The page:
This can be as simple as the sky’s color turning from day to night, or as complex as a three-headed dog chasing a busload of screaming babies. The common thread is that over a period of time, things change.
In Maya, animation is generally created by specifying the key moments (or most important poses) when values change (see Figure 1.74). Maya automatically interpolates the values from one key to the next. So, if you want to move a box from the left side of the room to the right over the course of three seconds, you would only need to place two keyframes. The first keyframe would mark the box’s position at the left side of the room on frame one, and the second keyframe would mark the box’s position on the right side of the room at frame 72.
Here is the order of operations for setting keyframe animation:
1. Go to a specific point in time.
2. Change an object’s values.
3. Set a keyframe.
4. Go to a new point on the timeline.
5. Change the values.
6. Set another keyframe.
7. Hit the play button.
Figure 1.74: Simple animation
So, for each key pose you want to set for an object, you will place a keyframe. Learn the following phrase: Time-Value-Key. These are the three things you will do whenever you want to set a keyframe. Time — go to a frame on the timeline. Value — change the value of an attribute, such as translation, rotation, or scale. Key — set a keyframe.
Animation Exercise — Ball Drop
For your first animation exercise you will animate the position of a ball. By setting keyframes at the beginning, middle, and end of the time range you will cause Maya to interpolate the values between the keys. This automated process is called in-betweening.
Before you begin, it’s always a good idea to double-check the animation settings. Click Window > Settings/Preferences > Preferences. Click on the Timeline category. In the Playback preferences section, change the Playback Speed to Real-time [24 fps]. Click Save when you are done. This will allow you to more accurately evaluate your performance during animation playback.
1. Create a NURBS sphere.
2. Name it ball.
3. Time — set the Time Slider to frame 1 (see Figure 1.75).
Figure 1.75: Time = Frame 1 on the timeline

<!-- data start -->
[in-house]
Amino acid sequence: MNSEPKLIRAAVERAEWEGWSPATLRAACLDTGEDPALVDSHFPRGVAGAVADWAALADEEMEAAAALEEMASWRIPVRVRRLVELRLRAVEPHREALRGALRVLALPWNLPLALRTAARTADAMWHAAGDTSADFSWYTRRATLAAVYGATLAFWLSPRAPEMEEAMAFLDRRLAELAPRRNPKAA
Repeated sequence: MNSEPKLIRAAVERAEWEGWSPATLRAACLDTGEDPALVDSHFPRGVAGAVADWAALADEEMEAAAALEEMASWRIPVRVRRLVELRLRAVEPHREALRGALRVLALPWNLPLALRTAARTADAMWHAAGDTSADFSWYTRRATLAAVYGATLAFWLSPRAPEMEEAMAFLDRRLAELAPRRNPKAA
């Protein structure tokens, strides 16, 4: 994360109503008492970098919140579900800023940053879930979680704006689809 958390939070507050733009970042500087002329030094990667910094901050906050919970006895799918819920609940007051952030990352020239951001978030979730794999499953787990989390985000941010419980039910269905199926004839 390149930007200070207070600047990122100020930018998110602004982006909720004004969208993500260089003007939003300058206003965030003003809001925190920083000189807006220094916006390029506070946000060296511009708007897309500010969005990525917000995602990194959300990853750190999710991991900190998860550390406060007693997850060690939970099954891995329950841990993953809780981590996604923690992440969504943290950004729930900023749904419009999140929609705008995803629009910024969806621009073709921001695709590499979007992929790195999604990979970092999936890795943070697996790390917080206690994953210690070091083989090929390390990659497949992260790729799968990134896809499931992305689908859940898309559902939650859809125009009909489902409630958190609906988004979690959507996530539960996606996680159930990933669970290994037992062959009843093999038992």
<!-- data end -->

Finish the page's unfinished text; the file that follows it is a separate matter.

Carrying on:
4. Value — using the Move Tool, translate the ball to a value of1 on the translate Y axis (see Figure 1.76). You can type an exact value in the Channel Box; click in the data field to the right of the Translate Y channel name, type a 1, and then press Enter.
Figure 1.76: Value = 1 on the Y-axis
5. Key — With the ball still selected, click on the Translate Y channel name. This highlights the channel. Now, RMB-click the Translate Y channel name. (While the RMB is held you will see a drop down contextual menu that allows you to select many animation-related actions.) From the RMB menu, drag the cursor over Key Selected and release the RMB as in Figure 1.77.
6. You will see the Translate Y channel’s data field turn orange. This indicates that you have successfully set a keyframe.
7. Follow the pattern again. Time — set the Time Slider to frame 12.
8. Value — the ball goes up. Use the Move Tool to lift the ball up to 6 on the Y-axis (see Figure 1.78).
9. Key — In the Channel Box, highlight the Translate Y channel name. RMB click-drag the channel and choose Key Selected from the dropdown menu.
Figure 1.77: Key the frame
10. You’ve just placed two keyframes, which is the minimum requirement for some sort of animation to take place. Click the Rewind button and then the Play button to see your animation (see Figures 1.79 and 1.80). Since the Range Slider is currently set to play frames one through 24 before looping back to the beginning, you will see the ball start on the ground, rise for 12 frames, and then hold for 12 frames. When done, press the Stop button.
11. Time to set one more keyframe, so: Time — drag the Time Slider to frame 24.
12. Value — Put the ball back on the ground with the Move Tool; Translate Y = 1.
Figure 1.78: Value = 6 on the Y-axis
Figure 1.79: The rewind button
Figure 1.80: The play button
13. Key — Highlight the Translate Y channel in the Channel Box, RMB-click, and choose Key Selected.
14. Press the Play button to see your animation. The ball now bounces up and down as the animation playback range loops.
Frame 1: Translate Y = 1.
Frame 12: Translate Y = 6.
Frame 24: Translate Y = 1.
In Figure 1.81 we see the final animation with some of the automatically in-betweened frames.
Figure 1.81: Finished animation time-lapse